COPD doubles the risk of insomnia symptoms including nocturnal awakenings
COPD, or chronic obstructive pulmonary disease, is a progressive disease that makes it hard to breathe.
Current estimates suggest about 12 million people have been diagnosed with COPD, but as many as two in three people with known risk factors for COPD and are unaware they have the disease.
COPD is a major cause of disability. It is estimated that between 50% and 75% of COPD patients report sleep problems although there is no dedicated study on the subject.
Dr. Maurice Ohayon, MD, PhD, DSc, Professor (Research), Psychiatry & Behavioral Science Sleep Center and Director, Stanford Sleep Epidemiology Research Center in Palo Alto, California, using survey data of 8,764 non-institutionalized participants found that COPD was linked to an increased risk of insomnia symptoms and hospitalizations.
Dr. Ohayon looked at the sleeping habits, life habits, health, DSM-IV mental disorders, DSM-IV and ICSD sleep disorders in relation to COPD.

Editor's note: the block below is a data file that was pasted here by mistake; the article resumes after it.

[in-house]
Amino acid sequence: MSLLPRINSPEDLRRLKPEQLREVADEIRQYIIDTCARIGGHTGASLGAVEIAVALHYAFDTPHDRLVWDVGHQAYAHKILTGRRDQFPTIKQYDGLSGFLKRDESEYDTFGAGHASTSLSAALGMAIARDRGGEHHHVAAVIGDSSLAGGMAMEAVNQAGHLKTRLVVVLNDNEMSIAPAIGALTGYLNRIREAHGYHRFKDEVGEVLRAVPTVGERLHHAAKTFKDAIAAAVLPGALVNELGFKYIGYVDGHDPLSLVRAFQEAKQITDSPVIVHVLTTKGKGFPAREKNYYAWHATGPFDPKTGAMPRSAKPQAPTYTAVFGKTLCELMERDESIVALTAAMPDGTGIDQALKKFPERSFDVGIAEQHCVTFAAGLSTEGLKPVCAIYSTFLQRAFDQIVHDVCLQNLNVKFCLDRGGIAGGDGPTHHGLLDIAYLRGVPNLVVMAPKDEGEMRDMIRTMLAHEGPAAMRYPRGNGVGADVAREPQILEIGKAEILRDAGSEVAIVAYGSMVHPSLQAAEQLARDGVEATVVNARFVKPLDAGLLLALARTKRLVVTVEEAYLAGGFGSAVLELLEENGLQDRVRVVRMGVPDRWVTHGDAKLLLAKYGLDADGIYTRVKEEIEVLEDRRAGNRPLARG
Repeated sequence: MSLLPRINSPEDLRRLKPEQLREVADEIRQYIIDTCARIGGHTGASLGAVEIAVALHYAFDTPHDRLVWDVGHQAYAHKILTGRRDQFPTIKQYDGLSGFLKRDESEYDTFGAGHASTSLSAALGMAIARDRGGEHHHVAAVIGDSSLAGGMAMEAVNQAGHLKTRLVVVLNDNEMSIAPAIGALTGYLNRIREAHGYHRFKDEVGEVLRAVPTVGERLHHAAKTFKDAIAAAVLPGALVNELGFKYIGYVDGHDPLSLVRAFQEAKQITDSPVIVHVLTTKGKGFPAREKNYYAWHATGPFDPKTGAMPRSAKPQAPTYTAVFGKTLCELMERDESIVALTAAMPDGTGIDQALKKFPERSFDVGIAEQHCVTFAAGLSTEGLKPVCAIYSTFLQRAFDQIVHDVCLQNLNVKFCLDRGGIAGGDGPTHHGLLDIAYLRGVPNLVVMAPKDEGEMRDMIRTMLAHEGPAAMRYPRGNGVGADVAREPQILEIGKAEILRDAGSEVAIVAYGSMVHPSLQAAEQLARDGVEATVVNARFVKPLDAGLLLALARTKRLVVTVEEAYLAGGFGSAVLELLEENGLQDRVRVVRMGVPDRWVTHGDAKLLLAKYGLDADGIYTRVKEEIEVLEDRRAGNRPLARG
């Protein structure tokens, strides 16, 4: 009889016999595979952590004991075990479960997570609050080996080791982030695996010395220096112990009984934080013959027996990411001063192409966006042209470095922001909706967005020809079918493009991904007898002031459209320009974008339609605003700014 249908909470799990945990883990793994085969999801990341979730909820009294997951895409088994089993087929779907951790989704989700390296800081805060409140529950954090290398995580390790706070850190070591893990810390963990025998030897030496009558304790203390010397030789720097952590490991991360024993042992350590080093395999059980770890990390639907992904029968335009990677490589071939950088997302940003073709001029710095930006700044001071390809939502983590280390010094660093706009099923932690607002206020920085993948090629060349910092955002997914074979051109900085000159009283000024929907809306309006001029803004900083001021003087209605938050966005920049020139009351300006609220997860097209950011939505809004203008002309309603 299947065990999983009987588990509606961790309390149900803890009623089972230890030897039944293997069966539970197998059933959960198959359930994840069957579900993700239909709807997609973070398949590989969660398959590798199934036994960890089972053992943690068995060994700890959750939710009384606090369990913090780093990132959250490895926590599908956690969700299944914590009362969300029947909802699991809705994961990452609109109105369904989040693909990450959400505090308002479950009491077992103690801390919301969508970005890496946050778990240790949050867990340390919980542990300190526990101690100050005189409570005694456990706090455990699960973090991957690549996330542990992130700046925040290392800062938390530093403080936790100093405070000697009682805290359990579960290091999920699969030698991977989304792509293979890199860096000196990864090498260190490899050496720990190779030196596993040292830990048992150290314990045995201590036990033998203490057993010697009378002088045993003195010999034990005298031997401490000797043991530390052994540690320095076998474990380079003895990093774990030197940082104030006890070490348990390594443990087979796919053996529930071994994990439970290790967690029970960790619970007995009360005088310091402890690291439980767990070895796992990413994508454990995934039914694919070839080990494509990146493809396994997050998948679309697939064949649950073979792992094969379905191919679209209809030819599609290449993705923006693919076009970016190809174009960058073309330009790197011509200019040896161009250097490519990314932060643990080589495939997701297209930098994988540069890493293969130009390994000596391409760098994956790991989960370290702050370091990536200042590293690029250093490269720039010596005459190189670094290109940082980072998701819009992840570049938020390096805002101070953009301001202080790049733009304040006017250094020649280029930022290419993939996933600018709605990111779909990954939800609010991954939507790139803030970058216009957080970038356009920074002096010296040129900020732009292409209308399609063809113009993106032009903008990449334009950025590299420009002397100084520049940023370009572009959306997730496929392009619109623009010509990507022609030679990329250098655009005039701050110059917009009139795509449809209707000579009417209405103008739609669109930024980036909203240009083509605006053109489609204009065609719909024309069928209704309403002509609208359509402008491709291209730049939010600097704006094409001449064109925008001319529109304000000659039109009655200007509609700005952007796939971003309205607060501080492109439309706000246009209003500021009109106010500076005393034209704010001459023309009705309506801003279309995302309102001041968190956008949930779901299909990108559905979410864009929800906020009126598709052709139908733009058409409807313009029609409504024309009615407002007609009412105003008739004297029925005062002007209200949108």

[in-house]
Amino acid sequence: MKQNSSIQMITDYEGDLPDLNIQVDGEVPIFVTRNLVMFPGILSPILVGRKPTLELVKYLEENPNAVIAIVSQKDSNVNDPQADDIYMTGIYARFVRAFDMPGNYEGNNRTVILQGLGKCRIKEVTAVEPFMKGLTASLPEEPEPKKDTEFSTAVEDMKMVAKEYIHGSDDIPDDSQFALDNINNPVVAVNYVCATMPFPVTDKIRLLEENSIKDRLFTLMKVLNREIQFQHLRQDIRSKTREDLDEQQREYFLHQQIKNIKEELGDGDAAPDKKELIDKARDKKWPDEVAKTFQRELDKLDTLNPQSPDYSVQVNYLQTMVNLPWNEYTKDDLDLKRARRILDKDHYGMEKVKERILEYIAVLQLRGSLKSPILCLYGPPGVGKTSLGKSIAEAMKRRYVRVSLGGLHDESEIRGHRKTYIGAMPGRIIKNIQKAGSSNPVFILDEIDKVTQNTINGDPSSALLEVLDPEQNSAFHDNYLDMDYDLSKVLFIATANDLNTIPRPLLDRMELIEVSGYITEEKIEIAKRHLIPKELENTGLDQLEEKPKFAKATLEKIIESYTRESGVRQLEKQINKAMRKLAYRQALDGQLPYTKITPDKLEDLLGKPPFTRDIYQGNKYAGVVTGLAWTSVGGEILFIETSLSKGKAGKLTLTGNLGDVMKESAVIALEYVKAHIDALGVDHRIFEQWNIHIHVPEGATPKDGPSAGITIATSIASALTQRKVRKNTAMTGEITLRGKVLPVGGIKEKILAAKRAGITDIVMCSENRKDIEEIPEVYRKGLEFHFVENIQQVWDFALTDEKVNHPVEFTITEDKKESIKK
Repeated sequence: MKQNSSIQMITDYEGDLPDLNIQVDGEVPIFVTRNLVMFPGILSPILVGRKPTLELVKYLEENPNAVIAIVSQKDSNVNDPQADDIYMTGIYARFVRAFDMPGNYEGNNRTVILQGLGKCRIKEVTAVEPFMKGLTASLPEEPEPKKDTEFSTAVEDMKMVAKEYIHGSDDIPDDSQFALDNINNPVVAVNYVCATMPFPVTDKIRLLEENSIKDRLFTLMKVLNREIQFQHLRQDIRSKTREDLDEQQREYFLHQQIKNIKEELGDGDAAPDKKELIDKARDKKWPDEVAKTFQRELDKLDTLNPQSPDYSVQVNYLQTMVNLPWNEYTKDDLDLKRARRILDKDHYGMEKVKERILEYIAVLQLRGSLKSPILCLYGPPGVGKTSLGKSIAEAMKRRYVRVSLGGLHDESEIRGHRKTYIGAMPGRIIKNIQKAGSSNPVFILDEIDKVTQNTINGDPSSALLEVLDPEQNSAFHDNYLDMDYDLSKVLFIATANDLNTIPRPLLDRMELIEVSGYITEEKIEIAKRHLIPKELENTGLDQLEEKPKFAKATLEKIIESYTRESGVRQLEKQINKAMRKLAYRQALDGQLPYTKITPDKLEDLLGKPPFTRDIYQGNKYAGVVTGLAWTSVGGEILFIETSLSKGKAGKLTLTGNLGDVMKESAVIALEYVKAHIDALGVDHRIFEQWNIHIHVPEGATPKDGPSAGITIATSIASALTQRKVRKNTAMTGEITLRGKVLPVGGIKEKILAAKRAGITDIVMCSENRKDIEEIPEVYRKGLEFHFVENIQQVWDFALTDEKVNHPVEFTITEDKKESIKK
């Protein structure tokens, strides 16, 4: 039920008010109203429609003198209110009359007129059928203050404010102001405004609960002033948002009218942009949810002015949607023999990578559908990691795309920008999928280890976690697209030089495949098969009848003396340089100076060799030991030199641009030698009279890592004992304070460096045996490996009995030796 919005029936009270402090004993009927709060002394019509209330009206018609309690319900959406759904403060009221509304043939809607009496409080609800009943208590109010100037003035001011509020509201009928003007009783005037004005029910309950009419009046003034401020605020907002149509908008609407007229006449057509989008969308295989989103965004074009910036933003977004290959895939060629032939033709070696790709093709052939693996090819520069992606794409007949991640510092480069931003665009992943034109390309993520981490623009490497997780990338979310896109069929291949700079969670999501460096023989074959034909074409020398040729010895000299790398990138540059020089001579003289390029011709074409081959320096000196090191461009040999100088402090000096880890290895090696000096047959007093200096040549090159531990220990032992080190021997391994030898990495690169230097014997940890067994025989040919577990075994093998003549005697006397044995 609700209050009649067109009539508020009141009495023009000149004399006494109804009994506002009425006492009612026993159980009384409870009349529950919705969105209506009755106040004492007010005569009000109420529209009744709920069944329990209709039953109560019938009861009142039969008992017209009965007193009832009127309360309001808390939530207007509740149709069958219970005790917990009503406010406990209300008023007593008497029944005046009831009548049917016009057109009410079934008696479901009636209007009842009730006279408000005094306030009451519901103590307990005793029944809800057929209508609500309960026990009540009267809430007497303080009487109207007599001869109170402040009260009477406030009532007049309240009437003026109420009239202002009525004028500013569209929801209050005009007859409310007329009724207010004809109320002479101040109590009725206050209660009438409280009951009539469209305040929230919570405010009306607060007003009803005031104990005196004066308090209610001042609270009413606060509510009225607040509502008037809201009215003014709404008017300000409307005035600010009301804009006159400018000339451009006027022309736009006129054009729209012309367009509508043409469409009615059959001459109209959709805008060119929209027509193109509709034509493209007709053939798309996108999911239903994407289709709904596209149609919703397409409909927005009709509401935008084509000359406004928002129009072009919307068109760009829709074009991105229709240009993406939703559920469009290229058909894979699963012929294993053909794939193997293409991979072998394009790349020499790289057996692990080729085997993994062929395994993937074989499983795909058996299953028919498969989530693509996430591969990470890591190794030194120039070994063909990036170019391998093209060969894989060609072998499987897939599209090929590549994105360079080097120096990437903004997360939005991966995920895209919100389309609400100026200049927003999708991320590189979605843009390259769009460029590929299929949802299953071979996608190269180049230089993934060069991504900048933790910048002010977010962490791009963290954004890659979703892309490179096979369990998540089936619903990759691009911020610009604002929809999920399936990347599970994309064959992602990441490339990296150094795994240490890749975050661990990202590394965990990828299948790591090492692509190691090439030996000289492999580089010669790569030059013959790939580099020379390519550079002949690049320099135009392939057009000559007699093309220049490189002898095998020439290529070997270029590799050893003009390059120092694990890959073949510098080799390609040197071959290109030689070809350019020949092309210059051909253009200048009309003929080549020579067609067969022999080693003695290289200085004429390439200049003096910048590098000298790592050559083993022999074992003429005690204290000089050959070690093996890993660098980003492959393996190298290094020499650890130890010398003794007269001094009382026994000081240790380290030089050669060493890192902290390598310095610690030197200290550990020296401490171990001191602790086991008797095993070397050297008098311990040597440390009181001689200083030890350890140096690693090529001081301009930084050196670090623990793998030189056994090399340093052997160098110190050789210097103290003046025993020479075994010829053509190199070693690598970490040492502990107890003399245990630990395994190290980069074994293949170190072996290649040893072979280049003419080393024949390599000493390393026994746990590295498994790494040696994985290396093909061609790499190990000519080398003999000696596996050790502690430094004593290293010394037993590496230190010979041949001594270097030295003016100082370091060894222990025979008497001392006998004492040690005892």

COPD was defined as chronic bronchitis or emphysema (treated or not) diagnosed by a physician.
Among the survey respondents, 2.5% reported being diagnosed with COPD. As many as 48.1% of COPD had insomnia symptoms, which was twice higher than the rate observed in non-COPD.
Those who reported a COPD diagnosis had greater than twofold odds of co-presenting with insomnia symptoms versus those without COPD.
The most common insomnia symptoms in COPD in comparison those without COPD were nocturnal awakenings (37.6% versus 22%) followed with global sleep dissatisfaction (30.3% versus 8.8%).
After adjusting for confounding factors ( age, sex, weight) breathing pauses during sleep and snoring were not significantly associated with COPD.
Only 11.8% of COPD addressed their sleep difficulties to their physician.
The co-occurrence of mental disorders with insomnia symptoms increased by four times the likelihood of hospitalizations in the previous year among COPD.
Insomnia and psychiatric disorders were linked with a diminished quality of life in COPD.
Dr. Ohayon writes in his conclusion “COPD is a debilitating disease accompanied with sleep disturbances in the overwhelming majority of cases. The high comorbidity of psychiatric disorders and insomnia is associated with greater health care utilization and great deterioration of the quality of life.”
Dr. Ohayon reported his findings in a poster session during the SLEEP meeting.
This study appears in the abstract supplement SLEEP 0795.